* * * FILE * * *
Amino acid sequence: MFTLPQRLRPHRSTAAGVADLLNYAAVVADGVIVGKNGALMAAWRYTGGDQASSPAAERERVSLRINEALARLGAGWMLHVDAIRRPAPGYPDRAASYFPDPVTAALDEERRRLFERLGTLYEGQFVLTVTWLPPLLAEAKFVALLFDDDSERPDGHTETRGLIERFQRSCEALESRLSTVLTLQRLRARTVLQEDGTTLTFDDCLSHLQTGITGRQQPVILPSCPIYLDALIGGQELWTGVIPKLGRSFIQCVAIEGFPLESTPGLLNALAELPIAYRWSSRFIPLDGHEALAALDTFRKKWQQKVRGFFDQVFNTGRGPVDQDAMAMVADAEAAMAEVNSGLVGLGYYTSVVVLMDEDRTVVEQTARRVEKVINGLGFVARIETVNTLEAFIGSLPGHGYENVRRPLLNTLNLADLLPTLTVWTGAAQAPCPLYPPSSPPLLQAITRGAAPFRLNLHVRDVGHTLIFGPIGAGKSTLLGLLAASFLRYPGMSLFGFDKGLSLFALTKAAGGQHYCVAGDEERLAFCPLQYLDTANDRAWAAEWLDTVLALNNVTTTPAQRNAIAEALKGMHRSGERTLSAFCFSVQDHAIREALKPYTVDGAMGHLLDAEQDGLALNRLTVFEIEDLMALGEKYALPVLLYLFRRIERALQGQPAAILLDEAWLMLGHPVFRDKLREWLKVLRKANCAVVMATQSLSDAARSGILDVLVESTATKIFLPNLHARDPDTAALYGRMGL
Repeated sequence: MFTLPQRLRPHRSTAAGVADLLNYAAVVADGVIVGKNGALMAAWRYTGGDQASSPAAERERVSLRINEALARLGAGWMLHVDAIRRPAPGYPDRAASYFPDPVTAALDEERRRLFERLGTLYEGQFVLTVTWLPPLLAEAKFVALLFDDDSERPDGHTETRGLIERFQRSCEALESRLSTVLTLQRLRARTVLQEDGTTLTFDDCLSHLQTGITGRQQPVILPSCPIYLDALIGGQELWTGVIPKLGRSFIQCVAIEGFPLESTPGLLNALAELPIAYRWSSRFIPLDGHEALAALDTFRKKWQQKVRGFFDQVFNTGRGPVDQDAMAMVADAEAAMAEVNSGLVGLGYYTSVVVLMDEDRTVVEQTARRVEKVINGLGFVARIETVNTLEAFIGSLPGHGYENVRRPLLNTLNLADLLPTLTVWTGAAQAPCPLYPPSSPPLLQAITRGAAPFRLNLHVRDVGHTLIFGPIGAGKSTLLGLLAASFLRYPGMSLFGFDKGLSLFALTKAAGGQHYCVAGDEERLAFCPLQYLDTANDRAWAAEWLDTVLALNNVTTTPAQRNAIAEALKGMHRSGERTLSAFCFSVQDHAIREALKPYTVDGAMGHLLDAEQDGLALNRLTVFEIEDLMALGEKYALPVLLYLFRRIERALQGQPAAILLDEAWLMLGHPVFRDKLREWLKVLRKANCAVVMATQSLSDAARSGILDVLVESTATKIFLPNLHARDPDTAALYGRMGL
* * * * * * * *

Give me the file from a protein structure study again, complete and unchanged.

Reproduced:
Amino acid sequence: MFTLPQRLRPHRSTAAGVADLLNYAAVVADGVIVGKNGALMAAWRYTGGDQASSPAAERERVSLRINEALARLGAGWMLHVDAIRRPAPGYPDRAASYFPDPVTAALDEERRRLFERLGTLYEGQFVLTVTWLPPLLAEAKFVALLFDDDSERPDGHTETRGLIERFQRSCEALESRLSTVLTLQRLRARTVLQEDGTTLTFDDCLSHLQTGITGRQQPVILPSCPIYLDALIGGQELWTGVIPKLGRSFIQCVAIEGFPLESTPGLLNALAELPIAYRWSSRFIPLDGHEALAALDTFRKKWQQKVRGFFDQVFNTGRGPVDQDAMAMVADAEAAMAEVNSGLVGLGYYTSVVVLMDEDRTVVEQTARRVEKVINGLGFVARIETVNTLEAFIGSLPGHGYENVRRPLLNTLNLADLLPTLTVWTGAAQAPCPLYPPSSPPLLQAITRGAAPFRLNLHVRDVGHTLIFGPIGAGKSTLLGLLAASFLRYPGMSLFGFDKGLSLFALTKAAGGQHYCVAGDEERLAFCPLQYLDTANDRAWAAEWLDTVLALNNVTTTPAQRNAIAEALKGMHRSGERTLSAFCFSVQDHAIREALKPYTVDGAMGHLLDAEQDGLALNRLTVFEIEDLMALGEKYALPVLLYLFRRIERALQGQPAAILLDEAWLMLGHPVFRDKLREWLKVLRKANCAVVMATQSLSDAARSGILDVLVESTATKIFLPNLHARDPDTAALYGRMGL
Repeated sequence: MFTLPQRLRPHRSTAAGVADLLNYAAVVADGVIVGKNGALMAAWRYTGGDQASSPAAERERVSLRINEALARLGAGWMLHVDAIRRPAPGYPDRAASYFPDPVTAALDEERRRLFERLGTLYEGQFVLTVTWLPPLLAEAKFVALLFDDDSERPDGHTETRGLIERFQRSCEALESRLSTVLTLQRLRARTVLQEDGTTLTFDDCLSHLQTGITGRQQPVILPSCPIYLDALIGGQELWTGVIPKLGRSFIQCVAIEGFPLESTPGLLNALAELPIAYRWSSRFIPLDGHEALAALDTFRKKWQQKVRGFFDQVFNTGRGPVDQDAMAMVADAEAAMAEVNSGLVGLGYYTSVVVLMDEDRTVVEQTARRVEKVINGLGFVARIETVNTLEAFIGSLPGHGYENVRRPLLNTLNLADLLPTLTVWTGAAQAPCPLYPPSSPPLLQAITRGAAPFRLNLHVRDVGHTLIFGPIGAGKSTLLGLLAASFLRYPGMSLFGFDKGLSLFALTKAAGGQHYCVAGDEERLAFCPLQYLDTANDRAWAAEWLDTVLALNNVTTTPAQRNAIAEALKGMHRSGERTLSAFCFSVQDHAIREALKPYTVDGAMGHLLDAEQDGLALNRLTVFEIEDLMALGEKYALPVLLYLFRRIERALQGQPAAILLDEAWLMLGHPVFRDKLREWLKVLRKANCAVVMATQSLSDAARSGILDVLVESTATKIFLPNLHARDPDTAALYGRMGL